- What is Change Management
- What Types of Change Occur in Organizations?
- When should change management be considered?
- What are the risks if change is not managed effectively?
- What are the steps needed to prepare for and implement successful change?
- Processes/Models for Managing Change
- Developing a Plan for the Change
Most organizations, regardless of their size, industry or sector, experience change at some point. The desire for organizational change is typically sparked by organizational leaders who envision movement from their current state (where they are now) to a future state (where they want to be) due to responses to the external landscape or internal needs and desires. This might be done as a part of the strategic planning process, which is why understanding change management is a fundamental concept for leaders to successfully guide their organizations and teams to execute their strategy.
There are many reasons that organizations may face change. They may need to respond to external threats beyond their control, keep up with competition or emerging markets, or adapt their systems and processes as they grow. Some changes may involve the entire organization, while others may involve or impact certain departments or teams.
What is Change Management?
While there are many change management definitions, SME Strategy defines Change management as a concept that considers the critical importance that both people and processes have on successfully implementing a change. Strong change management models consider elements such as: stakeholder engagement, 2-way communication, change readiness and preparation, as well as processes and procedures to implement the change in a way that embeds the change so that it sticks.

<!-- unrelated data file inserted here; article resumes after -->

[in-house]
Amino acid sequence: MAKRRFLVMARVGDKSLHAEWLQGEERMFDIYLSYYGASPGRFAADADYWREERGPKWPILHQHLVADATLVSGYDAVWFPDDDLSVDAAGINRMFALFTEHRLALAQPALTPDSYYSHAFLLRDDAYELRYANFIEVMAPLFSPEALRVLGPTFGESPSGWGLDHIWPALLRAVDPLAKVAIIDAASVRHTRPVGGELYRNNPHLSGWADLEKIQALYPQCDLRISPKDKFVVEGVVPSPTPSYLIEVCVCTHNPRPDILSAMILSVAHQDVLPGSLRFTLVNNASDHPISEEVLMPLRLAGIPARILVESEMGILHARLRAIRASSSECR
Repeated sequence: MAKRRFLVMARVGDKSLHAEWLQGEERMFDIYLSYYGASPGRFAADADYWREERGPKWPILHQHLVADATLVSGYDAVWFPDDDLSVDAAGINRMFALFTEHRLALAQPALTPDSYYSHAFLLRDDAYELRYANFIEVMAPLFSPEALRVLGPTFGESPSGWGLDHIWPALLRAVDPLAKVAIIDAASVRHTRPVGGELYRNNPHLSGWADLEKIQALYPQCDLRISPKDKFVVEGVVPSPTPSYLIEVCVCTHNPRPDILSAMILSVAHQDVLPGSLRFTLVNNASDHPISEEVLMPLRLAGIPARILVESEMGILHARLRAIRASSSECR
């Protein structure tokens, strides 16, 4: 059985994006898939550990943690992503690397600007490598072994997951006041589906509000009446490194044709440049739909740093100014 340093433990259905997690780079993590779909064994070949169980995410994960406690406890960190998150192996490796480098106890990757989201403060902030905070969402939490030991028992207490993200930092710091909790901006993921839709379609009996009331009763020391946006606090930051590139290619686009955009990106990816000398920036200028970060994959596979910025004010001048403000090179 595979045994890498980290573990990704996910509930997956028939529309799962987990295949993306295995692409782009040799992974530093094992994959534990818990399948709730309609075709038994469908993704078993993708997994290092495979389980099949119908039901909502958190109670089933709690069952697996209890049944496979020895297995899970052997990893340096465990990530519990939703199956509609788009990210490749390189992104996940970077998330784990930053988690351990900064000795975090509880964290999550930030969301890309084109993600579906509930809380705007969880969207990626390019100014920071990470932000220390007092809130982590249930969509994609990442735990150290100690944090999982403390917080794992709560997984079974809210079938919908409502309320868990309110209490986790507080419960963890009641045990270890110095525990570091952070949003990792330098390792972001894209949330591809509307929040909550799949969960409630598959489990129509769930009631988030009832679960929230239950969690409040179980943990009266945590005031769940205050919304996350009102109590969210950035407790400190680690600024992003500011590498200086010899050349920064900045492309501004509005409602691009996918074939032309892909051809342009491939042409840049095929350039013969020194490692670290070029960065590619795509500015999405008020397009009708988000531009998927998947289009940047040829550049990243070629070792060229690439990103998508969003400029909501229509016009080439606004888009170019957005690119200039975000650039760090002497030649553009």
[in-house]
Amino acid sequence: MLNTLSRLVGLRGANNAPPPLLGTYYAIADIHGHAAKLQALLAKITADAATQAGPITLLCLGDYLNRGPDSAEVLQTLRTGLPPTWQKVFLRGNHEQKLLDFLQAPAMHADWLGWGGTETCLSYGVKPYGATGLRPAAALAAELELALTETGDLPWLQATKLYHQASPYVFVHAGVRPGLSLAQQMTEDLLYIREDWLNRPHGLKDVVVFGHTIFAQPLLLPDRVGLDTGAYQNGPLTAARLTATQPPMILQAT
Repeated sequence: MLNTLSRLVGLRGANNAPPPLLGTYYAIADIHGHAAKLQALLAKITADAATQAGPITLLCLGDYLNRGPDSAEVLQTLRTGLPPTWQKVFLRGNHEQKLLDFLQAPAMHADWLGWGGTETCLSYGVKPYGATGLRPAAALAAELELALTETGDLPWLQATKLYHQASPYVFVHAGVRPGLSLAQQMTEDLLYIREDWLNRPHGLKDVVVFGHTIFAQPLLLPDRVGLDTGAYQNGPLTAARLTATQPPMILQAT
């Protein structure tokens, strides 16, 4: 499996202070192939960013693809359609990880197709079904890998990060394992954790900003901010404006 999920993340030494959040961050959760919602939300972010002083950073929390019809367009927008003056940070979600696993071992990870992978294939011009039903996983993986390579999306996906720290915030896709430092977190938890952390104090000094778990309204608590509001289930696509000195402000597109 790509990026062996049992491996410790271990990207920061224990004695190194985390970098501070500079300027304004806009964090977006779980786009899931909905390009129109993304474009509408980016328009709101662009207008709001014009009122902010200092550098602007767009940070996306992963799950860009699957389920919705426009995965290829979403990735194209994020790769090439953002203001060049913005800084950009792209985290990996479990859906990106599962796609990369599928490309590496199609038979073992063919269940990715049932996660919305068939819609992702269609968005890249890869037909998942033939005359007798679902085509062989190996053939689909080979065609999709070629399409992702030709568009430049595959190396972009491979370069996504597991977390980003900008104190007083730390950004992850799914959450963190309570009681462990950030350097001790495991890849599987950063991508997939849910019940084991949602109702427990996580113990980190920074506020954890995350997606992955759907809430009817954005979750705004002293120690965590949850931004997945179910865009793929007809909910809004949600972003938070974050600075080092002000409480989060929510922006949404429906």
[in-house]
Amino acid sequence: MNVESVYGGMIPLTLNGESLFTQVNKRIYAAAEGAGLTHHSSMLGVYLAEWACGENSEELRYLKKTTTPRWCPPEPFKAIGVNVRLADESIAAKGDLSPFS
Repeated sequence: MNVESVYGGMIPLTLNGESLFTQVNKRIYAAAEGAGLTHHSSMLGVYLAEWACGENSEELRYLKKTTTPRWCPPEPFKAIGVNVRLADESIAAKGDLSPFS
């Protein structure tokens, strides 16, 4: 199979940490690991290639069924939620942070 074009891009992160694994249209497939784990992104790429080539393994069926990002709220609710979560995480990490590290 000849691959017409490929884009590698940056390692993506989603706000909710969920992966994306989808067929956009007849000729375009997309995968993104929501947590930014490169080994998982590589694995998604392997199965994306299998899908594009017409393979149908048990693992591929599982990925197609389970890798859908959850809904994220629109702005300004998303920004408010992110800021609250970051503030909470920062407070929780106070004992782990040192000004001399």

What Types of Change Occur in Organizations?
Organizational change may occur incrementally, for example with the integration of a new project management software to one team at a time, over the course of a year. Some staff may continue to utilize legacy systems while teams and projects are slowly moved onto the new system before it is embedded completely throughout the organization.
Transformational organizational change may also occur. This typically involves a major change such as offering an entirely new service or product line or entering into a merger or acquisition causing systems and teams to change and amalgamate during different phases of team development. These types of changes are often determined strategically while considering internal and external trends, risks, and opportunities.